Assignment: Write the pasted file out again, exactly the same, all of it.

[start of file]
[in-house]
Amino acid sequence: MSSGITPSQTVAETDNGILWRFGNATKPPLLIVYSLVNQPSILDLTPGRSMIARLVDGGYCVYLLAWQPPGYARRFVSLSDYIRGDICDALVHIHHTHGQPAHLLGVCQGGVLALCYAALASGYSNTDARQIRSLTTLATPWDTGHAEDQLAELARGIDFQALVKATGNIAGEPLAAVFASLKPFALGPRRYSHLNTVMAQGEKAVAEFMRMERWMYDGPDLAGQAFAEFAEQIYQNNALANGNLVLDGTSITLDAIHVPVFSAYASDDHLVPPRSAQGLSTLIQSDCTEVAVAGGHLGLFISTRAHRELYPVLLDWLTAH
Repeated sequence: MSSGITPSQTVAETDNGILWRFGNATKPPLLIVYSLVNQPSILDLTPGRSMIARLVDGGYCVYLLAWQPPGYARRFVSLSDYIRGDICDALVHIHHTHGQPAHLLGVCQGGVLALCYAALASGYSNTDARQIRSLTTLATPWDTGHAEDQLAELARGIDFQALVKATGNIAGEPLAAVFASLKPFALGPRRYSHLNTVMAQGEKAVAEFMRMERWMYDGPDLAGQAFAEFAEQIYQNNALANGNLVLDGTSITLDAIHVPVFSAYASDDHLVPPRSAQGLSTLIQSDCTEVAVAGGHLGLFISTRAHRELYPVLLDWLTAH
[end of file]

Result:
[in-house]
Amino acid sequence: MSSGITPSQTVAETDNGILWRFGNATKPPLLIVYSLVNQPSILDLTPGRSMIARLVDGGYCVYLLAWQPPGYARRFVSLSDYIRGDICDALVHIHHTHGQPAHLLGVCQGGVLALCYAALASGYSNTDARQIRSLTTLATPWDTGHAEDQLAELARGIDFQALVKATGNIAGEPLAAVFASLKPFALGPRRYSHLNTVMAQGEKAVAEFMRMERWMYDGPDLAGQAFAEFAEQIYQNNALANGNLVLDGTSITLDAIHVPVFSAYASDDHLVPPRSAQGLSTLIQSDCTEVAVAGGHLGLFISTRAHRELYPVLLDWLTAH
Repeated sequence: MSSGITPSQTVAETDNGILWRFGNATKPPLLIVYSLVNQPSILDLTPGRSMIARLVDGGYCVYLLAWQPPGYARRFVSLSDYIRGDICDALVHIHHTHGQPAHLLGVCQGGVLALCYAALASGYSNTDARQIRSLTTLATPWDTGHAEDQLAELARGIDFQALVKATGNIAGEPLAAVFASLKPFALGPRRYSHLNTVMAQGEKAVAEFMRMERWMYDGPDLAGQAFAEFAEQIYQNNALANGNLVLDGTSITLDAIHVPVFSAYASDDHLVPPRSAQGLSTLIQSDCTEVAVAGGHLGLFISTRAHRELYPVLLDWLTAH